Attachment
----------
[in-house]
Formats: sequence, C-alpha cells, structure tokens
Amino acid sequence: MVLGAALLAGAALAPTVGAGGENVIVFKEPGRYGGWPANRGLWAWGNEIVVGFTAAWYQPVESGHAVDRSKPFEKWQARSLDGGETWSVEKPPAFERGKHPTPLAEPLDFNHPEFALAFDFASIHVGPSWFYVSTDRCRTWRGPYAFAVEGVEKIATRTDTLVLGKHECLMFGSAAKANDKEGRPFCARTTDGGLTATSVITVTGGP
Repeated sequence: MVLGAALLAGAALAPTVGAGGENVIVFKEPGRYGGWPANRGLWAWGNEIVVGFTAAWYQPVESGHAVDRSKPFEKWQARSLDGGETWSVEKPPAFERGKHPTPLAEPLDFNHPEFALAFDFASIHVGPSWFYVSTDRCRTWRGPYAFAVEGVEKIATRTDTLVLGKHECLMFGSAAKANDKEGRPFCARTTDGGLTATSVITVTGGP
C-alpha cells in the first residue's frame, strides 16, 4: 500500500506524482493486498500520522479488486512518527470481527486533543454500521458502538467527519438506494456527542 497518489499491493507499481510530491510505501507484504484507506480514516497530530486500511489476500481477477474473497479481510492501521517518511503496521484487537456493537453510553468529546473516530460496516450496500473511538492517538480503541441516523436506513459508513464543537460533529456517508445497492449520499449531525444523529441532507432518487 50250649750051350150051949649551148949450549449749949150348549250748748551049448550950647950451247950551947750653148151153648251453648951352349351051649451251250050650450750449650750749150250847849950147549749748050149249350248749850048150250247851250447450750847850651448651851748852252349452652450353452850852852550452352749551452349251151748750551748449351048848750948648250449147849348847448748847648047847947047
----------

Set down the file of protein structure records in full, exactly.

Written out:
[in-house]
Formats: sequence, C-alpha cells, structure tokens
Amino acid sequence: MVLGAALLAGAALAPTVGAGGENVIVFKEPGRYGGWPANRGLWAWGNEIVVGFTAAWYQPVESGHAVDRSKPFEKWQARSLDGGETWSVEKPPAFERGKHPTPLAEPLDFNHPEFALAFDFASIHVGPSWFYVSTDRCRTWRGPYAFAVEGVEKIATRTDTLVLGKHECLMFGSAAKANDKEGRPFCARTTDGGLTATSVITVTGGP
Repeated sequence: MVLGAALLAGAALAPTVGAGGENVIVFKEPGRYGGWPANRGLWAWGNEIVVGFTAAWYQPVESGHAVDRSKPFEKWQARSLDGGETWSVEKPPAFERGKHPTPLAEPLDFNHPEFALAFDFASIHVGPSWFYVSTDRCRTWRGPYAFAVEGVEKIATRTDTLVLGKHECLMFGSAAKANDKEGRPFCARTTDGGLTATSVITVTGGP
C-alpha cells in the first residue's frame, strides 16, 4: 500500500506524482493486498500520522479488486512518527470481527486533543454500521458502538467527519438506494456527542 497518489499491493507499481510530491510505501507484504484507506480514516497530530486500511489476500481477477474473497479481510492501521517518511503496521484487537456493537453510553468529546473516530460496516450496500473511538492517538480503541441516523436506513459508513464543537460533529456517508445497492449520499449531525444523529441532507432518487 50250649750051350150051949649551148949450549449749949150348549250748748551049448550950647950451247950551947750653148151153648251453648951352349351051649451251250050650450750449650750749150250847849950147549749748050149249350248749850048150250247851250447450750847850651448651851748852252349452652450353452850852852550452352749551452349251151748750551748449351048848750948648250449147849348847448748847648047847947047